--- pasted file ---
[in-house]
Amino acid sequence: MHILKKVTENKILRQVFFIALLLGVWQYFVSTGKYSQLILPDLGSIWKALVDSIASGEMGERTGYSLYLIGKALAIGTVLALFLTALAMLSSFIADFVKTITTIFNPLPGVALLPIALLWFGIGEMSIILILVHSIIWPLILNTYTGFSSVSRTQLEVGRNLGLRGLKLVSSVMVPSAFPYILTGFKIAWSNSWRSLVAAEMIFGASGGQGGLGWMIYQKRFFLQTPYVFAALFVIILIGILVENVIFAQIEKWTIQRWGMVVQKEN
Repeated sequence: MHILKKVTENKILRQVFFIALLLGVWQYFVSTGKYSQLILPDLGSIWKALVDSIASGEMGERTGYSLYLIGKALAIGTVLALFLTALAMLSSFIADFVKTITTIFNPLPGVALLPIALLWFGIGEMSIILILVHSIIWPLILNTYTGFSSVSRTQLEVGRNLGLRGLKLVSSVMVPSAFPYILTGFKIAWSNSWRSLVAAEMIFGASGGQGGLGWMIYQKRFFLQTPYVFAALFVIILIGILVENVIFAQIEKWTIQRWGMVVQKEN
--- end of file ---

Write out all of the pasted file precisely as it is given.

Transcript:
[in-house]
Amino acid sequence: MHILKKVTENKILRQVFFIALLLGVWQYFVSTGKYSQLILPDLGSIWKALVDSIASGEMGERTGYSLYLIGKALAIGTVLALFLTALAMLSSFIADFVKTITTIFNPLPGVALLPIALLWFGIGEMSIILILVHSIIWPLILNTYTGFSSVSRTQLEVGRNLGLRGLKLVSSVMVPSAFPYILTGFKIAWSNSWRSLVAAEMIFGASGGQGGLGWMIYQKRFFLQTPYVFAALFVIILIGILVENVIFAQIEKWTIQRWGMVVQKEN
Repeated sequence: MHILKKVTENKILRQVFFIALLLGVWQYFVSTGKYSQLILPDLGSIWKALVDSIASGEMGERTGYSLYLIGKALAIGTVLALFLTALAMLSSFIADFVKTITTIFNPLPGVALLPIALLWFGIGEMSIILILVHSIIWPLILNTYTGFSSVSRTQLEVGRNLGLRGLKLVSSVMVPSAFPYILTGFKIAWSNSWRSLVAAEMIFGASGGQGGLGWMIYQKRFFLQTPYVFAALFVIILIGILVENVIFAQIEKWTIQRWGMVVQKEN